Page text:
Financial Crisis Inquiry Commission: Crisis was avoidable




While this doesn’t come as much of a shock to anyone who lives outside of the Washington bubble, it may be big news inside the bubble. Of course it was avoidable and of course both Democrats and Republicans deserve plenty of blame. Politically, Obama hasn’t shown any improvements over Bush, as Obama opted to continue the Bush/Paulson plan with the same players who helped run the economy into the ground. By reconfirming Bernanke, it was clear the administration had no interest in changing the course.

Ultimately the crisis is a result of serious failings of the political and ruling class in the US. Political leadership failed, regulators failed and those who were considered the smartest people in the world (Wall Street) failed. This doesn’t say much about our ability to “out-innovate” if none of these people could see anything wrong with what was happening.

The majority report finds fault with two Fed chairmen: Alan Greenspan, who led the central bank as the housing bubble expanded, and his successor, Ben S. Bernanke, who did not foresee the crisis but played a crucial role in the response. It criticizes Mr. Greenspan for advocating deregulation and cites a “pivotal failure to stem the flow of toxic mortgages” under his leadership as a “prime example” of negligence.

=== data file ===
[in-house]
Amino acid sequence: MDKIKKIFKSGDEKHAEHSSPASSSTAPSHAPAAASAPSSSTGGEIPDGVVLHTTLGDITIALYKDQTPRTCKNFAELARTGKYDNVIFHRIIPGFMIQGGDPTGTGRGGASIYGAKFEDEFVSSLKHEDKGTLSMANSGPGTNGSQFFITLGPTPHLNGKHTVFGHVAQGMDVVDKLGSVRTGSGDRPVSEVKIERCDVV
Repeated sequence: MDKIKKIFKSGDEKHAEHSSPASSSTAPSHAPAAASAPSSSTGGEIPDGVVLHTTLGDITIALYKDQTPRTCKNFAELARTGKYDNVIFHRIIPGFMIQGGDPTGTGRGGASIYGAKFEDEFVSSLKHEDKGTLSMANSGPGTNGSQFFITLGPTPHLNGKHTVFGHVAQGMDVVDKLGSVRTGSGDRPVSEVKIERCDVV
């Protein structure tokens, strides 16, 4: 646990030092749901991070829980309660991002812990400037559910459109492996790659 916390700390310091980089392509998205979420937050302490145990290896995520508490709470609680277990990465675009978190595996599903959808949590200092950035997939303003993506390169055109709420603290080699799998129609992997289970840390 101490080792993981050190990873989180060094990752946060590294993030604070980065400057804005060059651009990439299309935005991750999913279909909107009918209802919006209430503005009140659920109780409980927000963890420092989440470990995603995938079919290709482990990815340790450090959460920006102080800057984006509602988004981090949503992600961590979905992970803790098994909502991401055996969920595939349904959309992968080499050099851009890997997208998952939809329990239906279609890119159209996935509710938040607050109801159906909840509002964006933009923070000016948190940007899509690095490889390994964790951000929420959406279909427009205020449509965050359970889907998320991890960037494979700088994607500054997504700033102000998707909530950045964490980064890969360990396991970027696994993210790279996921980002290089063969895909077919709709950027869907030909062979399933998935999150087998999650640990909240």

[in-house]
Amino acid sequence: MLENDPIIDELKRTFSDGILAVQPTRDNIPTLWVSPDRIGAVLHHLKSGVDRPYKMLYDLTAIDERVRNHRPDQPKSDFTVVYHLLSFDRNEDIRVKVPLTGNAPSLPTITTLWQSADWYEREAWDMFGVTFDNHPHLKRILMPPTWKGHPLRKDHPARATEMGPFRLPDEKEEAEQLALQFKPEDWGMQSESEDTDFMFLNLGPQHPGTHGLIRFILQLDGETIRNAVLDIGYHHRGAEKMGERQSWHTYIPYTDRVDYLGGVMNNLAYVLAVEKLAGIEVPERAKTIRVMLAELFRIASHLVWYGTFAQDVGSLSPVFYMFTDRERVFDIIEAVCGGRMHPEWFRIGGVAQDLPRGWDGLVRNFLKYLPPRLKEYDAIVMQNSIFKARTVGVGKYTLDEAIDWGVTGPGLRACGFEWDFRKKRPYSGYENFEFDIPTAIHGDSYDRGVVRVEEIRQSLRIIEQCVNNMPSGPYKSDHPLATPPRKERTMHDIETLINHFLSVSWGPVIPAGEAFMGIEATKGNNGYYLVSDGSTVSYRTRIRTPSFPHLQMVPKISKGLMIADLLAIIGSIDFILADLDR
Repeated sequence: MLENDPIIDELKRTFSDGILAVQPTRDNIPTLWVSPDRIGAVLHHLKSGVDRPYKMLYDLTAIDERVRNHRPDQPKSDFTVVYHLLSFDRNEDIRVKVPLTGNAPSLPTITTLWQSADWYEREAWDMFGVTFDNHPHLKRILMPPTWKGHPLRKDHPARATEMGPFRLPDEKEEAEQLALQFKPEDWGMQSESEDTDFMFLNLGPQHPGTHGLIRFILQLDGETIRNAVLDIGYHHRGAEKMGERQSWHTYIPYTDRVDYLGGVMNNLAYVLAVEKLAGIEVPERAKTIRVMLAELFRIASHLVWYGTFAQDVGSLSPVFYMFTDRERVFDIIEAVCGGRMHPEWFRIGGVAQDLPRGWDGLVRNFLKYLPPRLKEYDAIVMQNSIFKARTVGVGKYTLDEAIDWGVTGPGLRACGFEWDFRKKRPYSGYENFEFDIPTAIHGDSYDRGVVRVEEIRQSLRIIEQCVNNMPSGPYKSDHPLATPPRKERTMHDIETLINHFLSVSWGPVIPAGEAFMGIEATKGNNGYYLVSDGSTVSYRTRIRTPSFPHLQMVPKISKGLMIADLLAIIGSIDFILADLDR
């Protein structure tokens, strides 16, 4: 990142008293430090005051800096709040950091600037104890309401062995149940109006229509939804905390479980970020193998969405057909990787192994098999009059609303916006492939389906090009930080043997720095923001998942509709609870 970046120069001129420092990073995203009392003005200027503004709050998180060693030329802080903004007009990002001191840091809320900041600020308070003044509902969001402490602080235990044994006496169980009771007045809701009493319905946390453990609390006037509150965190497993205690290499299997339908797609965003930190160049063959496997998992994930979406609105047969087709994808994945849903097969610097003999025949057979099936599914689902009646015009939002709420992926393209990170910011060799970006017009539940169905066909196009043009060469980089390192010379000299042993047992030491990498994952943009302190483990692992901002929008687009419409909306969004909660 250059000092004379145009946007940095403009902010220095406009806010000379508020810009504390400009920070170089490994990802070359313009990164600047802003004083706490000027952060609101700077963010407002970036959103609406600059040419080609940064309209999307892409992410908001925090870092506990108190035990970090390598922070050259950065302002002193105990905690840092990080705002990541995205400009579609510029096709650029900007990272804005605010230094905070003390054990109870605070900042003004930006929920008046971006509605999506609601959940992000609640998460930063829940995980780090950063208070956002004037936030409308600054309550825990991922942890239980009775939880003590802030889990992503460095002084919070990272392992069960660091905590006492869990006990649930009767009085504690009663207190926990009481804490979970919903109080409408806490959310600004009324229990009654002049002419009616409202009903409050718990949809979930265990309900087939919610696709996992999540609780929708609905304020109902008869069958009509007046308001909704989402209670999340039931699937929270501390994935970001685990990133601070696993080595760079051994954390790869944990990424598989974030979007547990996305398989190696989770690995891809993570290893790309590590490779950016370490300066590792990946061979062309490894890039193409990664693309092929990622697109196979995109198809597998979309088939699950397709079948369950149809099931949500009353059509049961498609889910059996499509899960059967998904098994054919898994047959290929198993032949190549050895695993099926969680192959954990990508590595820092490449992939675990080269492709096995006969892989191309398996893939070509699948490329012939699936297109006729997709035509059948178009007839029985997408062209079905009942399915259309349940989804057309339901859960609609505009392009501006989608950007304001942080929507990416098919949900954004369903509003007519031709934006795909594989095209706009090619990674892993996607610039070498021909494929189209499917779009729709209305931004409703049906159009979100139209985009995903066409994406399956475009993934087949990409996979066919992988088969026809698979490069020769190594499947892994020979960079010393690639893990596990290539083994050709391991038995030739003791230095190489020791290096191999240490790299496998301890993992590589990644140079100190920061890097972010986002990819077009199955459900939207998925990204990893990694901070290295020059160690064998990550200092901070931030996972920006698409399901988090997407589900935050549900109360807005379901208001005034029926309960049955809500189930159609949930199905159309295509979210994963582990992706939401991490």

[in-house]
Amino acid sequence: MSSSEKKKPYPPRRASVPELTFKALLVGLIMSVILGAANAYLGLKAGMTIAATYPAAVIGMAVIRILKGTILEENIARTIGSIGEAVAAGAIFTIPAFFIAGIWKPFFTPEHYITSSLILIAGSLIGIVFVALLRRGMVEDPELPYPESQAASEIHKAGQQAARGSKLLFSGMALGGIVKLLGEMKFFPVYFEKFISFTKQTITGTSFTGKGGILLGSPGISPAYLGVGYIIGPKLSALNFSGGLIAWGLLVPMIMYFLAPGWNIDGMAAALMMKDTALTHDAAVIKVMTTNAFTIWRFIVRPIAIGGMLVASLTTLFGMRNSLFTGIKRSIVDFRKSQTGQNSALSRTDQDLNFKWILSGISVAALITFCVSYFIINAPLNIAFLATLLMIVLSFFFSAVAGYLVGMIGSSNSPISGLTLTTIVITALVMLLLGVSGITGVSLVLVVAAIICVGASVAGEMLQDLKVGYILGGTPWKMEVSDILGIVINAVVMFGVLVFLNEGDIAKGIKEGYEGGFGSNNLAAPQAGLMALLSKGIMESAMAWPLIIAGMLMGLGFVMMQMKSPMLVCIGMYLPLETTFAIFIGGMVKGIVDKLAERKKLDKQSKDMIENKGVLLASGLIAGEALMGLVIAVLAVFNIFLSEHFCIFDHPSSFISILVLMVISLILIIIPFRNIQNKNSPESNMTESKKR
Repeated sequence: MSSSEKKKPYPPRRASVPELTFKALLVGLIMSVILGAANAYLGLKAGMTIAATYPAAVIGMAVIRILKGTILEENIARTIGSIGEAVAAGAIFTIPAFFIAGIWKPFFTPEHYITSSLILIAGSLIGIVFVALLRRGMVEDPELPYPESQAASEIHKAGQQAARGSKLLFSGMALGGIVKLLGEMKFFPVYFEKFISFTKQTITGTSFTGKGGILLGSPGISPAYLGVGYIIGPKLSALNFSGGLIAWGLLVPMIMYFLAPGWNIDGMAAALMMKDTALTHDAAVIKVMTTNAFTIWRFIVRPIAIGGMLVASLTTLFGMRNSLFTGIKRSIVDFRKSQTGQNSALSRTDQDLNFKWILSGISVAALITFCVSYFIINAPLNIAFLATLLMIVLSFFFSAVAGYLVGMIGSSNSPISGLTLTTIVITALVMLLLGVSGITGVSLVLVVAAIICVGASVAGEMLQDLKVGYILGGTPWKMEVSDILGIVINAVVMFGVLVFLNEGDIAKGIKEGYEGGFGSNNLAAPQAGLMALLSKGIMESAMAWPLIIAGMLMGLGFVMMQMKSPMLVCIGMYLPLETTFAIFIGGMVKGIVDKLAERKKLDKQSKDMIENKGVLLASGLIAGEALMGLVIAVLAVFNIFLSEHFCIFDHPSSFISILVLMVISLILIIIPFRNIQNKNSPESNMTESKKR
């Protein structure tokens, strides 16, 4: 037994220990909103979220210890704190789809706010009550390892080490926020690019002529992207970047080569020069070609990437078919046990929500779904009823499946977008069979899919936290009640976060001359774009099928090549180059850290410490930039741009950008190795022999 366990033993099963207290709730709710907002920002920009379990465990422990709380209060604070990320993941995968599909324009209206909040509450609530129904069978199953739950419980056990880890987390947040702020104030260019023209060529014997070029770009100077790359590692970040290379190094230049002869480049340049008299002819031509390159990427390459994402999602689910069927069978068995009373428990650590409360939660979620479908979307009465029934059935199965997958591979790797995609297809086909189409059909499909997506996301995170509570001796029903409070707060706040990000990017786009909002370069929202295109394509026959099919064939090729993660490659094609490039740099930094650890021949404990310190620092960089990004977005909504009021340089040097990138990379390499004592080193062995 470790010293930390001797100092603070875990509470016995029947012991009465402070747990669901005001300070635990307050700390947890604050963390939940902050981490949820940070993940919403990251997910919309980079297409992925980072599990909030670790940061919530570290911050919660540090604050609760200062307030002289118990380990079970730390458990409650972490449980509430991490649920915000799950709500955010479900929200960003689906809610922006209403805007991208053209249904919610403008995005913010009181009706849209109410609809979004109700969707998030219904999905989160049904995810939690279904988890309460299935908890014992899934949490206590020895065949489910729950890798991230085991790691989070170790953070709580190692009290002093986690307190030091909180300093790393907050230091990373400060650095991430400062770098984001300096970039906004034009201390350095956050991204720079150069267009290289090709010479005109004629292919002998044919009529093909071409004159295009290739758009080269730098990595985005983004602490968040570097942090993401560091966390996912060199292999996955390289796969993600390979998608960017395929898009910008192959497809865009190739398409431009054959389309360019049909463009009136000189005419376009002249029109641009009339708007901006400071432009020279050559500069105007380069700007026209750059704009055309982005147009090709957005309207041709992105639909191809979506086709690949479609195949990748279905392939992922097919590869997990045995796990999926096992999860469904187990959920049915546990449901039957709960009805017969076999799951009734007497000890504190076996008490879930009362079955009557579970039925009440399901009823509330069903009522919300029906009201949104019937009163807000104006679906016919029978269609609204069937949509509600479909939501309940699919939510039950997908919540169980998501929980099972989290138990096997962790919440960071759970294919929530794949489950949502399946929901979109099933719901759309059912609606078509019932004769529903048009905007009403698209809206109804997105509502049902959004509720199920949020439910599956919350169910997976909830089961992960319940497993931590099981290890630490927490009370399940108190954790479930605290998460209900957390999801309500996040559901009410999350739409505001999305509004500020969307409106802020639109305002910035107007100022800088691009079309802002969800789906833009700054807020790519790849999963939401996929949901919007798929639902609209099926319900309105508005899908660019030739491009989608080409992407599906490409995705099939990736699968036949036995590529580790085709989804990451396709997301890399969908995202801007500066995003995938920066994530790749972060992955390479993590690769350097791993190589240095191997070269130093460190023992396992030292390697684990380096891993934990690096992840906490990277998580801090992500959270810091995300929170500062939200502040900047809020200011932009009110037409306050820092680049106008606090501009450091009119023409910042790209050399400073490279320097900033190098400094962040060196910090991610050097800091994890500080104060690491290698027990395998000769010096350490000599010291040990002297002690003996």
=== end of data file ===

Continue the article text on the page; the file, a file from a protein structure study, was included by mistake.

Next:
It also criticizes the Bush administration’s “inconsistent response” to the crisis — allowing Lehman Brothers to collapse in September 2008 after earlier bailing out another bank, Bear Stearns, with Fed help — as having “added to the uncertainty and panic in the financial markets.”

Like Mr. Bernanke, Mr. Bush’s Treasury secretary, Henry M. Paulson Jr., predicted in 2007 — wrongly, it turned out — that the subprime collapse would be contained, the report notes.

Democrats also come under fire. The decision in 2000 to shield the exotic financial instruments known as over-the-counter derivatives from regulation, made during the last year of President Bill Clinton’s term, is called “a key turning point in the march toward the financial crisis.”


An American in Paris, France. BA in History & Political Science from Ohio State. Provided consulting services to US software startups, launching new business overseas that have both IPO’d and sold to well-known global software companies. Currently launching a new cloud-based startup. Full bio here.

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